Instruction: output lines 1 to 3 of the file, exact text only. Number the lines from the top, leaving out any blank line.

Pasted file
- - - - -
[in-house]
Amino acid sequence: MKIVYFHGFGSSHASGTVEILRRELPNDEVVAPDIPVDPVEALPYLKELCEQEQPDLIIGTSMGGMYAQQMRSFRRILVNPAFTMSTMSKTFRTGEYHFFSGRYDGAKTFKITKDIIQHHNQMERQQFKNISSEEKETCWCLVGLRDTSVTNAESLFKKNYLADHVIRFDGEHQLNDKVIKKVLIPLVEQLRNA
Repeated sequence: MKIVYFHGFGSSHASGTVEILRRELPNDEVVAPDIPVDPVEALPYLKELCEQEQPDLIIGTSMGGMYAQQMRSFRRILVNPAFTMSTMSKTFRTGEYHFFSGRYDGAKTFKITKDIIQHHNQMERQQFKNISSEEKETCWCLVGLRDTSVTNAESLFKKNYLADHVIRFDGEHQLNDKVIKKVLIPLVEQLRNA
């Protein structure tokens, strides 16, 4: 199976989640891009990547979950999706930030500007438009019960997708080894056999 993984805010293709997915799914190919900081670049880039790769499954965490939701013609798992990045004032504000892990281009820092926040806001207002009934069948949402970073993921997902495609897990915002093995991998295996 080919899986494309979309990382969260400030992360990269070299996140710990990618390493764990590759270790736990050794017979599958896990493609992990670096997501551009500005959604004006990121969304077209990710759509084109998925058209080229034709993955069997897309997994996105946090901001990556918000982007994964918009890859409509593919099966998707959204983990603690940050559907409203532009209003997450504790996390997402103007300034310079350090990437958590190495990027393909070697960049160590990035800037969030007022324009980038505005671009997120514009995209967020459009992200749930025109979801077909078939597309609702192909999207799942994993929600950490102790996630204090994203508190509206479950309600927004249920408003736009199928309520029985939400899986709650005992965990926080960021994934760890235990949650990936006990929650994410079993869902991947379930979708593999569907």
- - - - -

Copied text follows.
[in-house]
Amino acid sequence: MKIVYFHGFGSSHASGTVEILRRELPNDEVVAPDIPVDPVEALPYLKELCEQEQPDLIIGTSMGGMYAQQMRSFRRILVNPAFTMSTMSKTFRTGEYHFFSGRYDGAKTFKITKDIIQHHNQMERQQFKNISSEEKETCWCLVGLRDTSVTNAESLFKKNYLADHVIRFDGEHQLNDKVIKKVLIPLVEQLRNA
Repeated sequence: MKIVYFHGFGSSHASGTVEILRRELPNDEVVAPDIPVDPVEALPYLKELCEQEQPDLIIGTSMGGMYAQQMRSFRRILVNPAFTMSTMSKTFRTGEYHFFSGRYDGAKTFKITKDIIQHHNQMERQQFKNISSEEKETCWCLVGLRDTSVTNAESLFKKNYLADHVIRFDGEHQLNDKVIKKVLIPLVEQLRNA